A. J. Liebling, the twentieth century’s foremost press critic, wrote only one piece for the Columbia Journalism Review. (He died shortly after the publication of CJR’s sixth issue.) His review of a history of the New York Daily News provides ample glimpses of the wit and vigor he deployed under The New Yorker’s “The Wayward Press” banner. The below paragraph ran above the review in CJR’s pilot issue.

In the following review, America’s most widely read observer of the press discusses a chronicle of America’s largest newspaper. Mr. Liebling, a graduate of the Columbia School of Journalism whose byline appears most often in The New Yorker, is the author of many books, including a new paperback, The Press.

When a man writes a book about a newspaper where he is still employed, there are likely to be serious omissions. In the case of Tell It to Sweeney: the Informal History of the New York Daily News. (Doubleday, 1961) by John Chapman, who is the News’s esteemed drama critic, the omissions have greater potential interest than the inclusions. The words present form a typographical parenthesis around those that aren’t.

Chapman, for example, furnishes a considerable body of uniformly respectful reminiscence about Captain Joseph Medill Patterson, who founded the News in 1919 and died in 1946. This is territory more than amply covered by previous biographers. He says nothing of the characteristics or proclivities of the men who have shaped its policies since then—a stretch of 15 years. He notes, indeed, that by Patterson’s will F. M. Flynn and Richard W. Clarke, now president and vice-president, respectively, of the News, “as trustees but not legatees, were to head the management team which now was to direct the destinies of the News.” But he says nothing at all about what kind of fellows they are, whether either ever had an idea, or if so, what.

Nor does he describe the authority wielded over the News, or say that it is not wielded, by the officers of the Tribune Company, of Chicago, although he furnishes a simplified diagram of “the basic corporate structure of the New York Daily News” that shows that the Tribune Company holds control. He does not name the owners or officers of this paramount organism at all, much less discuss their notions, although he does furnish some dead-pan notes on Colonel Robert Rutherford McCormick, Captain Patterson’s cousin and survivor, who ran the Tribune Company until his death in 1955. When did informal history end, in 1946 or 1955? Upstairs in Chicago, downstairs in New York, what are the new brains like? The essential information about a newspaper is the character of its owners.

Newspapers are not waifs. They reflect their source, and Chapman leaves us without a clue. This is the more annoying because he himself sets up the question he never answers:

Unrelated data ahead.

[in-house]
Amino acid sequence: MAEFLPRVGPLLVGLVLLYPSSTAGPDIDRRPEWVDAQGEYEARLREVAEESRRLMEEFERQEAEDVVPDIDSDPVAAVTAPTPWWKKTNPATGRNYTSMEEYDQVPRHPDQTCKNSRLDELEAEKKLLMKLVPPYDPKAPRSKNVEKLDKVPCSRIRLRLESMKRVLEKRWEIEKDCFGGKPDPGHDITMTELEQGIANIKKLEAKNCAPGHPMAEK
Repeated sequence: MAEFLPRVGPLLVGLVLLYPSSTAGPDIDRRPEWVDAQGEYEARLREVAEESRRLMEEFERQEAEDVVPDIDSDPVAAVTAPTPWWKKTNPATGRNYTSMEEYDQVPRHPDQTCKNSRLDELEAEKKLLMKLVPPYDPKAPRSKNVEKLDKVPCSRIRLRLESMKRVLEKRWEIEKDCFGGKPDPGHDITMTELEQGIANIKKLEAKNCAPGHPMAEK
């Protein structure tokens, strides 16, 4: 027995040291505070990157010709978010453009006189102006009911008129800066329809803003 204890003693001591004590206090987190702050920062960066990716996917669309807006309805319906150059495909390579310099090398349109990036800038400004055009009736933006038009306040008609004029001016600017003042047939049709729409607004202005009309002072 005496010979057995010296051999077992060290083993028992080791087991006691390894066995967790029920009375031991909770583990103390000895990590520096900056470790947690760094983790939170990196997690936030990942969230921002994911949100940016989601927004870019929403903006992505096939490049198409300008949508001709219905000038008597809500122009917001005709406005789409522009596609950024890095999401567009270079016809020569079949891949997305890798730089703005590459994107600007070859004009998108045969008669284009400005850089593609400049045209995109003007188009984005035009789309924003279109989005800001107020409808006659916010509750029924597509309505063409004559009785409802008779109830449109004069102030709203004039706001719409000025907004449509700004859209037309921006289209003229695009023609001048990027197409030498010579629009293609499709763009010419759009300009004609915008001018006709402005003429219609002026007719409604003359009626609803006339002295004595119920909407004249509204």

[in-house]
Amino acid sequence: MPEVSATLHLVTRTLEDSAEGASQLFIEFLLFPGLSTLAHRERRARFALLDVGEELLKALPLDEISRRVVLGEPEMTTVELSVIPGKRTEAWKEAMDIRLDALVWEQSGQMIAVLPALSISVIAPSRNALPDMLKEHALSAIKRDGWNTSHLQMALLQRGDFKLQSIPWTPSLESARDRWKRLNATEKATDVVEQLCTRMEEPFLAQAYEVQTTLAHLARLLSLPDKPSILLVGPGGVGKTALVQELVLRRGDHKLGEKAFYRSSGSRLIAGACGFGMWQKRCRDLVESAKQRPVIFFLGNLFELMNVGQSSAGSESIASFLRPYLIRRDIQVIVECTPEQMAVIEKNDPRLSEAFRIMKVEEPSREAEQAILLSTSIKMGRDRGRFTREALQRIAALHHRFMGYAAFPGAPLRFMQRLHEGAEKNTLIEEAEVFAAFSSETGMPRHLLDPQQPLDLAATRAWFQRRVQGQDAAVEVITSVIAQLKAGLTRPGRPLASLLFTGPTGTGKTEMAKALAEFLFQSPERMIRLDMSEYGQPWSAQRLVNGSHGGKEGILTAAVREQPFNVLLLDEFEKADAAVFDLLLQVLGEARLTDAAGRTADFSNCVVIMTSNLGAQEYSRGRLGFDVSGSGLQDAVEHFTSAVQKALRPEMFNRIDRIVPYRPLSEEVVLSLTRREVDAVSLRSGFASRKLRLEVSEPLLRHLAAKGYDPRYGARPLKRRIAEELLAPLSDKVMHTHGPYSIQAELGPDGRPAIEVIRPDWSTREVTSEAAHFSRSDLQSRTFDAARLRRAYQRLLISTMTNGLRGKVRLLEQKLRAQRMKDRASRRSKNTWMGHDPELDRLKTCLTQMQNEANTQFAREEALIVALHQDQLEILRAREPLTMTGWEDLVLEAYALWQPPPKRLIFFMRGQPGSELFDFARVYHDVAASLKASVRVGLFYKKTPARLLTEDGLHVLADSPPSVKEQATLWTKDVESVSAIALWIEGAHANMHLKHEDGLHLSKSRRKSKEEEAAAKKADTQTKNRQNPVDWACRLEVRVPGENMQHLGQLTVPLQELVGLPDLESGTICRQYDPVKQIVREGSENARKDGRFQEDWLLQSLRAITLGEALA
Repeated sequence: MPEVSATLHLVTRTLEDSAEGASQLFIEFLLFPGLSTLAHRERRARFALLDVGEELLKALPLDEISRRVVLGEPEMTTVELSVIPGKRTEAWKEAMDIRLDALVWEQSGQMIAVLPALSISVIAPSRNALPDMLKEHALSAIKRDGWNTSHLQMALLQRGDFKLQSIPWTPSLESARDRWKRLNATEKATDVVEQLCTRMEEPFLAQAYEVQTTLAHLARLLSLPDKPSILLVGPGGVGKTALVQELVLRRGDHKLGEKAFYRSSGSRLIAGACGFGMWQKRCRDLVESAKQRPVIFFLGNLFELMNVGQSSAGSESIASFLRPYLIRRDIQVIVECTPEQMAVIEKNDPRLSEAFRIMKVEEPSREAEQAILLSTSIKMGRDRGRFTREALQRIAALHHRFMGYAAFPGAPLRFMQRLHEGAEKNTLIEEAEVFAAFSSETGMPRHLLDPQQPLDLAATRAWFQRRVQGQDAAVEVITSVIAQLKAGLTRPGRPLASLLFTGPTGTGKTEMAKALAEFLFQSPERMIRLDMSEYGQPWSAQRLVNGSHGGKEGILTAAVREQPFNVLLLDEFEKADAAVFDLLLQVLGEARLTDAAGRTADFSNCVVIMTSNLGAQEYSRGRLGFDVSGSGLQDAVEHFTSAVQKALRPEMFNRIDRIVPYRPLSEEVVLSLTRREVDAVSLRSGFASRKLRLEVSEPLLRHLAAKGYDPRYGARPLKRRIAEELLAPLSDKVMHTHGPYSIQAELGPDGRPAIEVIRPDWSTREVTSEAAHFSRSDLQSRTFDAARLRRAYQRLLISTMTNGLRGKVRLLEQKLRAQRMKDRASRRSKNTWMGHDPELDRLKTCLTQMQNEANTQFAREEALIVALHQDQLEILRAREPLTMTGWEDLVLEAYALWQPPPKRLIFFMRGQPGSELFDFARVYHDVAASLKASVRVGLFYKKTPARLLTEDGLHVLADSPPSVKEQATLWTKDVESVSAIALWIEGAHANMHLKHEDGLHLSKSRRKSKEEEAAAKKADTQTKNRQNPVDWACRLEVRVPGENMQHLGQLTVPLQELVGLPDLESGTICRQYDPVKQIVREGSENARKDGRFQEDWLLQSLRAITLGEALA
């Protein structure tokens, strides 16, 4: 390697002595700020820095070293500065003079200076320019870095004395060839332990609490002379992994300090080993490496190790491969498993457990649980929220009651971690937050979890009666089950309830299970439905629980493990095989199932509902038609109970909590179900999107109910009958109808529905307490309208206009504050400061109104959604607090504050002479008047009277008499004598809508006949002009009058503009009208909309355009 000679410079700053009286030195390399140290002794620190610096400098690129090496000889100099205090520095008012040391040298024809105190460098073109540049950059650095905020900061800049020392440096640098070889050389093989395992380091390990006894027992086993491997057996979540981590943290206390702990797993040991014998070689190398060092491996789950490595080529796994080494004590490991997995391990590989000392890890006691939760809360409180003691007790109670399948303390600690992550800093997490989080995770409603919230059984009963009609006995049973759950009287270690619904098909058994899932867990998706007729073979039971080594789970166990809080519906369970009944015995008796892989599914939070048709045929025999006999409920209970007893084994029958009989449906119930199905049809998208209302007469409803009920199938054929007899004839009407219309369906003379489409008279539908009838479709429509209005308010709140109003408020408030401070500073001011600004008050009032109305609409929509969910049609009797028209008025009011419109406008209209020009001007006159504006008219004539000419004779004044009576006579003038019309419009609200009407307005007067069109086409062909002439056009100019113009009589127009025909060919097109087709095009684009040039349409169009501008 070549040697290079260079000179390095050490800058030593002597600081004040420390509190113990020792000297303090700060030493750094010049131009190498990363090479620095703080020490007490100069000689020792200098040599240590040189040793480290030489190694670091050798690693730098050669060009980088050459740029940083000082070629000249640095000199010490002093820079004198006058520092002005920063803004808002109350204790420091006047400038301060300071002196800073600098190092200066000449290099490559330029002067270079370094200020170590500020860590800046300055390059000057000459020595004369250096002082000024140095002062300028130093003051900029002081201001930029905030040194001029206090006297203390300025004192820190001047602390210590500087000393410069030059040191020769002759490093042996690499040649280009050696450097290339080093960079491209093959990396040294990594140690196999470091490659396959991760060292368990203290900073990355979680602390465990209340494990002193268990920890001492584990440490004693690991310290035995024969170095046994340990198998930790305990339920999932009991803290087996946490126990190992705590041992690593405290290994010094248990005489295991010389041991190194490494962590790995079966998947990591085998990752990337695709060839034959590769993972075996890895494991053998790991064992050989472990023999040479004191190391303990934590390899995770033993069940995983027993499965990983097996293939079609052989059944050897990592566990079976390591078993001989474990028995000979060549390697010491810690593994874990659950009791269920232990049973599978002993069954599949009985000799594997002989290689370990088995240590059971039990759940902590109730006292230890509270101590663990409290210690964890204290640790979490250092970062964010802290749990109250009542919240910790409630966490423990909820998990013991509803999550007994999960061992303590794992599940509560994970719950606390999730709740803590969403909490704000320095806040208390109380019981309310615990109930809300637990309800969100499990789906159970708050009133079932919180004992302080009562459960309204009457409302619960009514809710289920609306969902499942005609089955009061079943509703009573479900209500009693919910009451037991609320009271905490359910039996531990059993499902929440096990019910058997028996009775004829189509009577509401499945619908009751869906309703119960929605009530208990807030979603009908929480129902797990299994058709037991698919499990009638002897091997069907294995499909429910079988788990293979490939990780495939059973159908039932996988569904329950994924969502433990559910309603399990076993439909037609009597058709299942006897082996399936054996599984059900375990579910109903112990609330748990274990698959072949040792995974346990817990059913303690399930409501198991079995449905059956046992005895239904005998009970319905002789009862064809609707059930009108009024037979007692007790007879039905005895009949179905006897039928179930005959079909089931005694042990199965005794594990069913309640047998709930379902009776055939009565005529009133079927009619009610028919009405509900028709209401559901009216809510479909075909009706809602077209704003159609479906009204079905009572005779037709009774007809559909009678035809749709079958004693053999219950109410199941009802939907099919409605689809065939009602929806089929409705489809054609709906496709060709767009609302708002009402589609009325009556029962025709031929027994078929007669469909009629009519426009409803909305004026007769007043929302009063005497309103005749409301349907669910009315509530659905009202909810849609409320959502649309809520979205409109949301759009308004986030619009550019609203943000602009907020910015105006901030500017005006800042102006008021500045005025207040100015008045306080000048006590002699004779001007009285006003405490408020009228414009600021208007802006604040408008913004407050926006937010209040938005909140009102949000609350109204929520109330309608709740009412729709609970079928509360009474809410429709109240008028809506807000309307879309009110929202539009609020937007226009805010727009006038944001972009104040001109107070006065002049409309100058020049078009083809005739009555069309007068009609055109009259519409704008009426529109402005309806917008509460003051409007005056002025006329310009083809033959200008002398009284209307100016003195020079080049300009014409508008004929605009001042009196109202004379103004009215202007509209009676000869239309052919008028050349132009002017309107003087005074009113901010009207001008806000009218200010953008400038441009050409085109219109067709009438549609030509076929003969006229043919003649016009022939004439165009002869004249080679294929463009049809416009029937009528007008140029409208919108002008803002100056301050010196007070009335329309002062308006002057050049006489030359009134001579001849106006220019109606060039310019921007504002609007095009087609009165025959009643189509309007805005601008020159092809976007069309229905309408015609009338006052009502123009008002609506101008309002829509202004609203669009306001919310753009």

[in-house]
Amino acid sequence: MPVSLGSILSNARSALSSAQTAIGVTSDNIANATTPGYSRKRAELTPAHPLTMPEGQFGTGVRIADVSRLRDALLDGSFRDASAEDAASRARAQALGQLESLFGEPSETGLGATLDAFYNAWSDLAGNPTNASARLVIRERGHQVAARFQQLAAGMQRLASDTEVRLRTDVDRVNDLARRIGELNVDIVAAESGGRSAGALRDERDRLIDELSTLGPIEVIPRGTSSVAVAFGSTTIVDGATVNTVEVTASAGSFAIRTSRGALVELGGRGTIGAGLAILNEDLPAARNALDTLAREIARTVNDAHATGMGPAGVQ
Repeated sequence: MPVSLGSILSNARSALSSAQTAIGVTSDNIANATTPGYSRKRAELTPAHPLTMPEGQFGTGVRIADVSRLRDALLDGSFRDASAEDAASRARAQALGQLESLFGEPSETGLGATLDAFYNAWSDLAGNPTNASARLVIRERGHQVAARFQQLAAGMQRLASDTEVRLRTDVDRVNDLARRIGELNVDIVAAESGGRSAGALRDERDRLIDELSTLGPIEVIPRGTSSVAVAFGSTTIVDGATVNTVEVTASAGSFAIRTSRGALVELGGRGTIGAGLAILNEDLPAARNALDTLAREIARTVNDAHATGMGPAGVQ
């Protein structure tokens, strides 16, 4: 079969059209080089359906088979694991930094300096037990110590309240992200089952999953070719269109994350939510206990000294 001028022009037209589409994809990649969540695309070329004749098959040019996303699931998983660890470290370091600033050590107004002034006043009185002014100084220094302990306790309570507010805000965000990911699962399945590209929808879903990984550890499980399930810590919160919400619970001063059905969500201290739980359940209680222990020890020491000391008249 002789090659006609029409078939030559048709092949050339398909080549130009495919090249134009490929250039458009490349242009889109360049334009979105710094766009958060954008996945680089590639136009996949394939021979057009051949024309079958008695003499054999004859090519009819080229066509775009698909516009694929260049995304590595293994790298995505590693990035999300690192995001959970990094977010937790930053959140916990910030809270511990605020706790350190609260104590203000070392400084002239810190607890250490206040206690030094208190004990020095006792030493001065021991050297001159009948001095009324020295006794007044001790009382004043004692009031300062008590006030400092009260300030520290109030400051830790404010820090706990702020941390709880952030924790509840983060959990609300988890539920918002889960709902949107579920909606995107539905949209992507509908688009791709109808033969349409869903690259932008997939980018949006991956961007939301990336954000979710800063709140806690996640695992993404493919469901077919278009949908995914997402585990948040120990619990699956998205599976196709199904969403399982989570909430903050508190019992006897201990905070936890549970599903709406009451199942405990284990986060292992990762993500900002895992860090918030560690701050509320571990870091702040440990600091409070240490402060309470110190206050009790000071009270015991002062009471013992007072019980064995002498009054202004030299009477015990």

“When Patterson died in 1946 the road ahead for the Daily News was chancy,” he says. “Should the paper be preserved as a monument to its creator, following as best it could the dictates and odd whims of its founder? Had it really been a one-man show, and should it henceforth be operated by a ghost?”

Has it been? When Patterson died, he was in an acute phase of illiberal chauvinism that had lasted since his bitter quarrel with Franklin D. Roosevelt in late 1941. He had, as Chapman relates, been a warm and potent supporter of the President from the beginning of his first candidacy, in 1932, until their open split over the Lend-Lease Bill. The News had supported all of Roosevelt’s social legislation, and had been a prime advocate of United States recognition of the U.S.S.R. The break came, not over any issue of left versus right, but of Patterson’s ingrained isolationism against Roosevelt’s belief in the need to intervene. His paper had followed his swing as fast as a sports car follows the wheel, but it is conceivable that that man of “odd whims” might have swung in some other direction had he lived. Roosevelt was dead, war against Germany no longer an issue. He was, after all, an old socialist, although he had been a rich one.

“It will be interesting to see what changes, if any, his death will bring,” the Times, quoted by Chapman, had editorially noted.

There have been none in the News’s editorial orientation. It has continued on, as if guided by an Iron Mike, until it now refers to itself on its editorial page as a “nationalist” newspaper, implying that all others, except the Chicago Tribune, are “internationalist,” which = Socialist, which = Uknowhat.

A.J. Liebling died in 1963. He worked at a variety of newspapers before joining the staff of The New Yorker in 1935, where he wrote dozens of articles of media reporting and criticism under the rubric of "The Wayward Press."